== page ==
I have a MSSQL Express server running on a VM. Hosting provider I use has an option to create drive snapshots. The server is running all the time and is not stopped during the drive backup. Backup has no special functionality related to MSSQL. If I keep my data files on such drive and use snapshots in case of disaster recovery, are there any risks that database may not be restored?

  • 2
    Did you flush and pause all I/O buffers first? – Michael Kutz May 4 '19 at 10:28
  • 3
    @Vérace given that server is running, I assume it's not safe to rely on drive backups, and regular DB backups should be used instead. – Justinas Simanavicius May 4 '19 at 10:39
  • A drive snapshot basically has the same consistency model as a crash recovery and data storage software should be able to recover from crashes. It might require crash recovery but it will be able (absent of bugs) to be restored to this snapshot time. – eckes May 5 '19 at 12:36

Backup has no special functionality related to MSSQL.

Typically server backup programs will coordinate with SQL Server through the Windows Volume Shadow Copy Service (VSS) to ensure that SQL Server places the database files in a consistent state before volume snapshots are taken. At a minimum backup programs should create backups that are consistent on a per-volume basis.

However, even in an enterprise environment where you have trusted professionals performing server backups using a configuration you can verify, very few DBAs would actually rely on server backups. Remember backups alone are irrelevant. Restores are what you actually care about.

So how are you going to perform a restore if you rely on server backups? Not easily, that's for sure.

So take backups. Then download them regularly from your hoster, or upload them to a cloud storage provider, eg:

  • Sign up for an Azure account
  • Provision a storage account (LRS + Cool default tier)
  • Use SQL Server's Backup to URL feature to take database backups directly to your storage account.
| improve this answer | |

While you should certainly take note of the points that David Browne makes I have used the drive snapshot approach for backups and have successfully restored small SQL databases from them. But see the caveats at the end of my answer - I would be very wary of attempting this on a large database.

Most backup software of this type will allow you to mount the backup as a virtual drive. Once mounted you can just copy back the MDF file. You can either simply stop the SQL server service, replace the original file(s) then restart it, or attach the MDF file as a new database and copy back selected data from it.


I have only ever used this for small databases set to simple logging. In this context small would mean the sort of size SQLExpress supports so this would apply to your system. When I'm using this sort of backup I use simple logging because the backup software we use takes a snapshot every 15 minutes so it gives me a pretty good granularity without needing full logging.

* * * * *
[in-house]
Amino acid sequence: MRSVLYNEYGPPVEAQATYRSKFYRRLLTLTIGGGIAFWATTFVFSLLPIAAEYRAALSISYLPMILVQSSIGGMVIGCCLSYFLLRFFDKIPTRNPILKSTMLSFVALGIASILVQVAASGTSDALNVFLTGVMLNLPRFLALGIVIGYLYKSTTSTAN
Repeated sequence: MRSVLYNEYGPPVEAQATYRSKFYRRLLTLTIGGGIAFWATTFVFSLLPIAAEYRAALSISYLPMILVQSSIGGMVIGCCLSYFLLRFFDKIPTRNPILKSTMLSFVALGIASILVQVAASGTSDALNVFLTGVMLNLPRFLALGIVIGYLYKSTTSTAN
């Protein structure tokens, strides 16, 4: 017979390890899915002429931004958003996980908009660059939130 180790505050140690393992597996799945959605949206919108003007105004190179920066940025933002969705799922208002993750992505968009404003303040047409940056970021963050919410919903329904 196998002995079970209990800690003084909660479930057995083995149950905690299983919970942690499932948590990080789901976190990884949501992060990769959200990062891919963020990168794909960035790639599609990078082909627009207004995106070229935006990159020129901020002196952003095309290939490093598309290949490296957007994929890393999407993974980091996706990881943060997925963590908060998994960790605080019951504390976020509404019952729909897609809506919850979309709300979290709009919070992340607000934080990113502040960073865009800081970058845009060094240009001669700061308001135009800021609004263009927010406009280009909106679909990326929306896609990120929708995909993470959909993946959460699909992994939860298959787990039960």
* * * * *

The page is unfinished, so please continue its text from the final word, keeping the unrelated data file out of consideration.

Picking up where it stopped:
I use this approach mainly for the sort of small SQL databases used by apps. Lots of end user apps use SQLExpress as their data store these days, just as some years ago lots of apps used Access MDB files, and in these circumstances I tend to view the database in the same way I'd view any other data file. You don't say what your database is used for so I can't advise you on how well this would work for you. The usual advice for backups applies: test your backups regularly to make sure you can restore from them.

| improve this answer | |
  • We've successfully used snapshotting as a method of backup and DR with easy failover on multiple multi-terabyte databases (not SQL Server). Moving away from that model now, but as long as you've got enough kit and a big pipe between the two sets of disk arrays it's a viable solution, though hard to set-up. – Ben May 5 '19 at 11:52

I agree with all the points mentioned above by David Browne and would like to add one more pertinent point here. Since you have not specified recovery model of database, I assume that it is Full recovery mode. Which means with each transaction log size will keep on growing until it occupies the whole disk(unless you have capped the size of Log auto increment).

Once you take log backup, following happens:

A transaction log backup allows you to backup the active part of the transaction log. So after you issue a "Full" or "Differential" backup the transaction log backup will have any transactions that were created after those other backups completed. After the transaction log backup is issued, the space within the transaction log can be reused for other processes. If a transaction log backup is not taken, the transaction log will continue to grow.

Taking snapshot of disk will never clear the log inside the SQL server and moreover, you also have feature of compressed backup, which can be useful for keeping the size of backup really small. In case of disaster, using Full, differential and log backup you can achieve point in time recovery.

One more thing to add here - Generally DBAs keep backup on different storage and not on the same storage where Data or log file resides. So, in case your disk of data or log file crashes, you are still safe because you have backups available on some other storage.

I hope above helps.

| improve this answer | |

Your Answer

By clicking “Post Your Answer”, you agree to our terms of service, privacy policy and cookie policy

Not the answer you're looking for? Browse other questions tagged or ask your own question.